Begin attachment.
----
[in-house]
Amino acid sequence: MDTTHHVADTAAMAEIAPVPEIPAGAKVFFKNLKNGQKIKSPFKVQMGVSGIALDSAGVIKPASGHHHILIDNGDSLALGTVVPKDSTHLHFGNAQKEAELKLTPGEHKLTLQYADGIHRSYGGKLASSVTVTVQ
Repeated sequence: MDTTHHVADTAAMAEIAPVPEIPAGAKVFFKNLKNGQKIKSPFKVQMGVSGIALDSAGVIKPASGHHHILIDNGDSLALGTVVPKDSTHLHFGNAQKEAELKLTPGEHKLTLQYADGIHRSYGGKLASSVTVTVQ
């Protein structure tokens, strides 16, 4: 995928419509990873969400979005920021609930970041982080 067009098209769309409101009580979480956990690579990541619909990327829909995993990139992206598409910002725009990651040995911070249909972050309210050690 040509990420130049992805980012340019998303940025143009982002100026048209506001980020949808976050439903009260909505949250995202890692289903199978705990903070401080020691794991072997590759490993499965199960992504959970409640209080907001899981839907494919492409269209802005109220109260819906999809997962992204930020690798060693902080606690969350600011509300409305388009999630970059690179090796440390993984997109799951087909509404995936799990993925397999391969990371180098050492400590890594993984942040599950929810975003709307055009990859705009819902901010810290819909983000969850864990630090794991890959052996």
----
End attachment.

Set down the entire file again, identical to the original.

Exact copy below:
[in-house]
Amino acid sequence: MDTTHHVADTAAMAEIAPVPEIPAGAKVFFKNLKNGQKIKSPFKVQMGVSGIALDSAGVIKPASGHHHILIDNGDSLALGTVVPKDSTHLHFGNAQKEAELKLTPGEHKLTLQYADGIHRSYGGKLASSVTVTVQ
Repeated sequence: MDTTHHVADTAAMAEIAPVPEIPAGAKVFFKNLKNGQKIKSPFKVQMGVSGIALDSAGVIKPASGHHHILIDNGDSLALGTVVPKDSTHLHFGNAQKEAELKLTPGEHKLTLQYADGIHRSYGGKLASSVTVTVQ
């Protein structure tokens, strides 16, 4: 995928419509990873969400979005920021609930970041982080 067009098209769309409101009580979480956990690579990541619909990327829909995993990139992206598409910002725009990651040995911070249909972050309210050690 040509990420130049992805980012340019998303940025143009982002100026048209506001980020949808976050439903009260909505949250995202890692289903199978705990903070401080020691794991072997590759490993499965199960992504959970409640209080907001899981839907494919492409269209802005109220109260819906999809997962992204930020690798060693902080606690969350600011509300409305388009999630970059690179090796440390993984997109799951087909509404995936799990993925397999391969990371180098050492400590890594993984942040599950929810975003709307055009990859705009819902901010810290819909983000969850864990630090794991890959052996």